Latency-sensitive applications such as VoIP use UDP (User Datagram Protocol) at the OSI transport layer. UDP does not provide for retransmissions like its counterpart, TCP (Transmission Control Protocol). UDP is much less forgiving of delay, jitter, and packet loss because it has no mechanism for retransmission of lost packets. For this reason, especially with VoIP, it is critical to establish a network baseline. This assures that the infrastructure is ready for the added load.
The importance of documentation cannot be overstated. Troubleshooting a network without detailed information about configurations and physical layouts of devices is a lost cause. This information in the form of Visio Diagrams, Excel spreadsheets, or Word documents should be readily available. Don't forget to document the passwords for your hardware. This is probably one of the most common mistakes. Problems occur when network administrators leave the company and they have stored the passwords in memory or somewhere that others don't know about.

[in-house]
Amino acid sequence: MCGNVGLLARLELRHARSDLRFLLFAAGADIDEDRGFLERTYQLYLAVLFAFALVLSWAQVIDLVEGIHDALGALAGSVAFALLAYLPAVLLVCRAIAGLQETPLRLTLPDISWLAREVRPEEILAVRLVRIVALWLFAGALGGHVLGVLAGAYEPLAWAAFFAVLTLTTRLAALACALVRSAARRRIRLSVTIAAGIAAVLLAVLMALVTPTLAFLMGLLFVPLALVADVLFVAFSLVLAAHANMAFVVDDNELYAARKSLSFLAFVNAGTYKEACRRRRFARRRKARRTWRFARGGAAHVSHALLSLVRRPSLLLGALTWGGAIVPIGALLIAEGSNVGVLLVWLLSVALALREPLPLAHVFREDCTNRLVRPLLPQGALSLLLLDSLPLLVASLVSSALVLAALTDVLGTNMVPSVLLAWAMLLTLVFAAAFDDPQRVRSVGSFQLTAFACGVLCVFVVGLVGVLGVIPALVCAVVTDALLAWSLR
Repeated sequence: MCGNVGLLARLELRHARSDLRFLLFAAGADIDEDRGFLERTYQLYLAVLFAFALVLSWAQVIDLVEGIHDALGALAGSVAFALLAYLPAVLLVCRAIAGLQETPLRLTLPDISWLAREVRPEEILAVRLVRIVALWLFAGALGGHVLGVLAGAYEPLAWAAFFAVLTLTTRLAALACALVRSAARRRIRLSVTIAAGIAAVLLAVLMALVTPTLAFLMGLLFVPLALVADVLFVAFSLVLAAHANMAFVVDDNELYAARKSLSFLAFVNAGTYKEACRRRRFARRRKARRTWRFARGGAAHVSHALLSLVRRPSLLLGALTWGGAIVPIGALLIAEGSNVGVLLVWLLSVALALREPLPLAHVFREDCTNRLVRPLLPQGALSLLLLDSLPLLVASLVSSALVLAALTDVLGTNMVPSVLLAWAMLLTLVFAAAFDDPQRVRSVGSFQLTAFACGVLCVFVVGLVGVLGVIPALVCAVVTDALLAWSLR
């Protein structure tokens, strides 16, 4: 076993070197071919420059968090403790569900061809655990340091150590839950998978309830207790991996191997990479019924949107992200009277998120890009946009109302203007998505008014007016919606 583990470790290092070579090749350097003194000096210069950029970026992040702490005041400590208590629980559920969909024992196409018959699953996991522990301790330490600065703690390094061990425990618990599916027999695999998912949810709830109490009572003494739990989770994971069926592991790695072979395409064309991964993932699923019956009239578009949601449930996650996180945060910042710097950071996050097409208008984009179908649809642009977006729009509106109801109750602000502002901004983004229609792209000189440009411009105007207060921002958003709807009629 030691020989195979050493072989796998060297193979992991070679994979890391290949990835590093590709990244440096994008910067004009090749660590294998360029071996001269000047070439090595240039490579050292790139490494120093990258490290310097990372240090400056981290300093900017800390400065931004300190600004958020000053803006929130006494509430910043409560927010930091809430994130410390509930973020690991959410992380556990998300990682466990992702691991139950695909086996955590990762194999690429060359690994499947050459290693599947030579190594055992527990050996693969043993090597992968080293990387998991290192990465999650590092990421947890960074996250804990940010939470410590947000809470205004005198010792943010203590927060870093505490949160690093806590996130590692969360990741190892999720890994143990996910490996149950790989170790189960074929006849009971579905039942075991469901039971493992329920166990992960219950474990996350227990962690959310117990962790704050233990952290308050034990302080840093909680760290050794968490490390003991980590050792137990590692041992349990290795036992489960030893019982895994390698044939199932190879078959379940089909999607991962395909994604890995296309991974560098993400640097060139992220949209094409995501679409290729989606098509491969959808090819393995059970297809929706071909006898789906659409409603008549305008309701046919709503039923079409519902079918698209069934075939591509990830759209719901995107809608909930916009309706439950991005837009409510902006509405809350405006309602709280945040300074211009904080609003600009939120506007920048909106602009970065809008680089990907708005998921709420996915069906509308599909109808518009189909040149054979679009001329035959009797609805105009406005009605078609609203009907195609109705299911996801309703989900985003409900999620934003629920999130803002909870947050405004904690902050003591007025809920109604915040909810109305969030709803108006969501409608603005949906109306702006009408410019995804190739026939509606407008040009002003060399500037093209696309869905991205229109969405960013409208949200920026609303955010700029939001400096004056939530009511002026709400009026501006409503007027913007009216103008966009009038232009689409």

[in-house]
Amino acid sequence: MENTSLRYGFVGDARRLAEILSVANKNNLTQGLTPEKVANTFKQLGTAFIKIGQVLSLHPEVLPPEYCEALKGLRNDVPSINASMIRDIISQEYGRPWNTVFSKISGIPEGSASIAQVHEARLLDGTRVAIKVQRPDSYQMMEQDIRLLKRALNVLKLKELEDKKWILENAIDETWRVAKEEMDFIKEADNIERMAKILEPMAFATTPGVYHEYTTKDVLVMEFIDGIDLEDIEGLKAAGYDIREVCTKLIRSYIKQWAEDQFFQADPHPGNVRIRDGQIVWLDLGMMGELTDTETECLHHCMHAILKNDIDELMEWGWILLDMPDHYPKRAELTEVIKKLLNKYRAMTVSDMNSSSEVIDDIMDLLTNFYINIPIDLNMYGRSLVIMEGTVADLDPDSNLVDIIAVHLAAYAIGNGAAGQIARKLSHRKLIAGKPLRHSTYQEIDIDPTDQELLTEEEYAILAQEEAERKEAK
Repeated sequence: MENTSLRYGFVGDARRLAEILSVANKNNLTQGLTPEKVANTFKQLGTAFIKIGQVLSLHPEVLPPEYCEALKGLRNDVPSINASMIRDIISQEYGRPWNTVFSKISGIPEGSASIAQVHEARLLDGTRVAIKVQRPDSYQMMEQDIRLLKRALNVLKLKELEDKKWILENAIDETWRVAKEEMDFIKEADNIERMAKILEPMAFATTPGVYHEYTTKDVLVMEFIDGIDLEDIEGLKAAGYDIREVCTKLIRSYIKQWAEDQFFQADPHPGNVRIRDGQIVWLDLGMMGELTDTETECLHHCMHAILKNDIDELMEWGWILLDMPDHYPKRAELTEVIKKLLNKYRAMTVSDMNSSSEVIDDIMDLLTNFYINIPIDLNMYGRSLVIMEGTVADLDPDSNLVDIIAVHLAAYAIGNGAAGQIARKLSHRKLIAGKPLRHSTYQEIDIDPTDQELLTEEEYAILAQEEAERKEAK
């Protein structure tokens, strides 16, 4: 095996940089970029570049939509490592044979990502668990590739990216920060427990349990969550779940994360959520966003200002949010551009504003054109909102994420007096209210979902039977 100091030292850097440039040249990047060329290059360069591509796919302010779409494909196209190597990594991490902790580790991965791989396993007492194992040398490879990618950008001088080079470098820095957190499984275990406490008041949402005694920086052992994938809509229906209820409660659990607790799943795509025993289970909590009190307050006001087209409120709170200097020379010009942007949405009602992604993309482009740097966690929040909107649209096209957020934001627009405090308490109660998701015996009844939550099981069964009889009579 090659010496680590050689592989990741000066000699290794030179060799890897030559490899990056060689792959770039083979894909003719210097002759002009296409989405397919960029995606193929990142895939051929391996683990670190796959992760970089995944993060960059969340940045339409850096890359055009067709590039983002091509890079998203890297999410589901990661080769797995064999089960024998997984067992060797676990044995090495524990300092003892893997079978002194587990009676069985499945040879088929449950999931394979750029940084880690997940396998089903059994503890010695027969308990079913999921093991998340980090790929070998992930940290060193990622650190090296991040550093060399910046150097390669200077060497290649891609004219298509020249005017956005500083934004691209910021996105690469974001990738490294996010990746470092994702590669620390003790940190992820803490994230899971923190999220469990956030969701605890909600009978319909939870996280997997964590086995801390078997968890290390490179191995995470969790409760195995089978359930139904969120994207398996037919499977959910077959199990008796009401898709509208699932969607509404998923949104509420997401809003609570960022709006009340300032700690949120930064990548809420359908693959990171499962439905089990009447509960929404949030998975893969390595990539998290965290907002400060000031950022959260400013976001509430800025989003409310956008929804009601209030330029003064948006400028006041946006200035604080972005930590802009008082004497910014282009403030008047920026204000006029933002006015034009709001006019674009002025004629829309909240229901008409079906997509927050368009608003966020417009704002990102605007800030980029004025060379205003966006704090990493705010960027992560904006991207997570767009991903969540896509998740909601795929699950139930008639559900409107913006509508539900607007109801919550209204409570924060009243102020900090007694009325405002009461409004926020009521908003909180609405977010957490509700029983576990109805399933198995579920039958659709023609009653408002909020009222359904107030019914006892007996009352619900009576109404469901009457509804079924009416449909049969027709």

Finally, be sure to keep your baseline and documentation in a secure area. Whether your documentation is located on a network file server or a physical binder, be sure that only those with a need to know have access to it.
What happens when you get a call in the middle of the night saying that the entire voice network is down? How do you deal with the IP phone users who refuse to adjust to the new technology and spend their days reporting minor problems that they didn't have with the legacy system? For all scenarios, like these examples, you must have a well thought out troubleshooting plan. The best approach to an issue is the bottom-up OSI approach. For review, the OSI layers are shown below.
Figure 1. OSI Reference Model Layers